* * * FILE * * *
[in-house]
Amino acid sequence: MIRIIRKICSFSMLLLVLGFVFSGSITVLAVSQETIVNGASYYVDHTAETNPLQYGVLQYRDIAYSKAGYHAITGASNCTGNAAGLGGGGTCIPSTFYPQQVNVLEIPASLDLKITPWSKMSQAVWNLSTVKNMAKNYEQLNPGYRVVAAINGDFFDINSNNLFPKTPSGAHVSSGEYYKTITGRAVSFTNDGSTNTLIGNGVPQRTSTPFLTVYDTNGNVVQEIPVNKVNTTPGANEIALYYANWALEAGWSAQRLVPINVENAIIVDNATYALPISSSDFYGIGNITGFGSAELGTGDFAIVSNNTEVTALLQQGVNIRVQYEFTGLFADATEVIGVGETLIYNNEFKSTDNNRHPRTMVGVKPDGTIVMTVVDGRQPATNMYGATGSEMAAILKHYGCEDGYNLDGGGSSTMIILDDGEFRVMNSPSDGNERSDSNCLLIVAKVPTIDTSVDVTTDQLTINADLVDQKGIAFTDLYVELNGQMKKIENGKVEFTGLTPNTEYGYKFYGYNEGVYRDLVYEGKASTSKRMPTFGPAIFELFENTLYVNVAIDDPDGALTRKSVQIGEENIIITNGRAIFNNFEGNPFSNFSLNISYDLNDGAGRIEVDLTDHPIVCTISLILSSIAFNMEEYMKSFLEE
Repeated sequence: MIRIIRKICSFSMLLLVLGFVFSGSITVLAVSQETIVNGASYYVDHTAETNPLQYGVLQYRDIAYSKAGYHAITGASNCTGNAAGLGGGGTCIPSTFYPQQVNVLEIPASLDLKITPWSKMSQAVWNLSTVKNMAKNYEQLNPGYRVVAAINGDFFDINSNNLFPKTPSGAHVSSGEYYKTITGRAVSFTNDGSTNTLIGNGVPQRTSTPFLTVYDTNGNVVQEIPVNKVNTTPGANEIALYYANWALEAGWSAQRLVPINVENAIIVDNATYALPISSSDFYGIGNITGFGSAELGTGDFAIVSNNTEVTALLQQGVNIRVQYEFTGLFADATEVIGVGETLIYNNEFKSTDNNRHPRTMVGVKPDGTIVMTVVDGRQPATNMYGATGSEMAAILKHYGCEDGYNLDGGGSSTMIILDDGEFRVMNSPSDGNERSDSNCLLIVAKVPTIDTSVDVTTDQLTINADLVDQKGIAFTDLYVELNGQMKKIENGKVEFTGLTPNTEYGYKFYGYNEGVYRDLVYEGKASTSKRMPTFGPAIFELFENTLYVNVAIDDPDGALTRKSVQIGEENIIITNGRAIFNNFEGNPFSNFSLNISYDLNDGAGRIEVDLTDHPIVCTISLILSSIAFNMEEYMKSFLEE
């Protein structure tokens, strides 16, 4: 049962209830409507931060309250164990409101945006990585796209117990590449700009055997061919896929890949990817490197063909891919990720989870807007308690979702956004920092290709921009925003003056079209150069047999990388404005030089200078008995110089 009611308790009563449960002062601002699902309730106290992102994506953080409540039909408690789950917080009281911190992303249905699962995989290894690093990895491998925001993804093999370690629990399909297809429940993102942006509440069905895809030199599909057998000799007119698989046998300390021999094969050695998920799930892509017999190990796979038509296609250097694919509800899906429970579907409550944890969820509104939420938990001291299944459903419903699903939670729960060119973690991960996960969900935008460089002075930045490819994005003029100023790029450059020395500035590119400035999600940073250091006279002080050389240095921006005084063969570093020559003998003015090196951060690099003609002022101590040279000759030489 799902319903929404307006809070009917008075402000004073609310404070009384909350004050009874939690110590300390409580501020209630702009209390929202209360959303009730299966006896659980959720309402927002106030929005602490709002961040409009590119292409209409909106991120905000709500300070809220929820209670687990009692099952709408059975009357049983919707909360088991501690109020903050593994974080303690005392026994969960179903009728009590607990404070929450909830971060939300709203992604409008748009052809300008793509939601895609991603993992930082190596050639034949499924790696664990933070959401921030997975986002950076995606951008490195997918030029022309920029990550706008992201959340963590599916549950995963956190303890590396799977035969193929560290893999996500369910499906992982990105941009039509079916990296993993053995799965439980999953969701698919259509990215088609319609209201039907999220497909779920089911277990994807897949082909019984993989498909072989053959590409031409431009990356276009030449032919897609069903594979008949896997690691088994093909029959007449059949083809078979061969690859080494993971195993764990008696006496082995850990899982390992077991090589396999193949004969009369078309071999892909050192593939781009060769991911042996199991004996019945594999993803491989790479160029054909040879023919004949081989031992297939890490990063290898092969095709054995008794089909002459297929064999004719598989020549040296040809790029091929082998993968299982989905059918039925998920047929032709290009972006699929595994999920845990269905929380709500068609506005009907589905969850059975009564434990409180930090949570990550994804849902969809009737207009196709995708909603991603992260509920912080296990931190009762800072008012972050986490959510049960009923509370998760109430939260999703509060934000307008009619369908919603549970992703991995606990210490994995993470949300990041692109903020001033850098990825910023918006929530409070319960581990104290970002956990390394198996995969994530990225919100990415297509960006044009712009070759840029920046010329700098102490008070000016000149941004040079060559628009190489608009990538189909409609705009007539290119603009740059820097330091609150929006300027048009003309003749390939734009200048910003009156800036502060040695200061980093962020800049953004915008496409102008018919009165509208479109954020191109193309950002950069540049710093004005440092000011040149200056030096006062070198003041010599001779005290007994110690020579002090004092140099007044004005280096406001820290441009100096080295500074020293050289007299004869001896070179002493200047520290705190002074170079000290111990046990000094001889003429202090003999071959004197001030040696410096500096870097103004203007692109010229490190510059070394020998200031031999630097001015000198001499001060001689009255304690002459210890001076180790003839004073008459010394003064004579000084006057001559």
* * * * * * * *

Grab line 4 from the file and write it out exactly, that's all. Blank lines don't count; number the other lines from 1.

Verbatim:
């Protein structure tokens, strides 16, 4: 049962209830409507931060309250164990409101945006990585796209117990590449700009055997061919896929890949990817490197063909891919990720989870807007308690979702956004920092290709921009925003003056079209150069047999990388404005030089200078008995110089 009611308790009563449960002062601002699902309730106290992102994506953080409540039909408690789950917080009281911190992303249905699962995989290894690093990895491998925001993804093999370690629990399909297809429940993102942006509440069905895809030199599909057998000799007119698989046998300390021999094969050695998920799930892509017999190990796979038509296609250097694919509800899906429970579907409550944890969820509104939420938990001291299944459903419903699903939670729960060119973690991960996960969900935008460089002075930045490819994005003029100023790029450059020395500035590119400035999600940073250091006279002080050389240095921006005084063969570093020559003998003015090196951060690099003609002022101590040279000759030489 799902319903929404307006809070009917008075402000004073609310404070009384909350004050009874939690110590300390409580501020209630702009209390929202209360959303009730299966006896659980959720309402927002106030929005602490709002961040409009590119292409209409909106991120905000709500300070809220929820209670687990009692099952709408059975009357049983919707909360088991501690109020903050593994974080303690005392026994969960179903009728009590607990404070929450909830971060939300709203992604409008748009052809300008793509939601895609991603993992930082190596050639034949499924790696664990933070959401921030997975986002950076995606951008490195997918030029022309920029990550706008992201959340963590599916549950995963956190303890590396799977035969193929560290893999996500369910499906992982990105941009039509079916990296993993053995799965439980999953969701698919259509990215088609319609209201039907999220497909779920089911277990994807897949082909019984993989498909072989053959590409031409431009990356276009030449032919897609069903594979008949896997690691088994093909029959007449059949083809078979061969690859080494993971195993764990008696006496082995850990899982390992077991090589396999193949004969009369078309071999892909050192593939781009060769991911042996199991004996019945594999993803491989790479160029054909040879023919004949081989031992297939890490990063290898092969095709054995008794089909002459297929064999004719598989020549040296040809790029091929082998993968299982989905059918039925998920047929032709290009972006699929595994999920845990269905929380709500068609506005009907589905969850059975009564434990409180930090949570990550994804849902969809009737207009196709995708909603991603992260509920912080296990931190009762800072008012972050986490959510049960009923509370998760109430939260999703509060934000307008009619369908919603549970992703991995606990210490994995993470949300990041692109903020001033850098990825910023918006929530409070319960581990104290970002956990390394198996995969994530990225919100990415297509960006044009712009070759840029920046010329700098102490008070000016000149941004040079060559628009190489608009990538189909409609705009007539290119603009740059820097330091609150929006300027048009003309003749390939734009200048910003009156800036502060040695200061980093962020800049953004915008496409102008018919009165509208479109954020191109193309950002950069540049710093004005440092000011040149200056030096006062070198003041010599001779005290007994110690020579002090004092140099007044004005280096406001820290441009100096080295500074020293050289007299004869001896070179002493200047520290705190002074170079000290111990046990000094001889003429202090003999071959004197001030040696410096500096870097103004203007692109010229490190510059070394020998200031031999630097001015000198001499001060001689009255304690002459210890001076180790003839004073008459010394003064004579000084006057001559």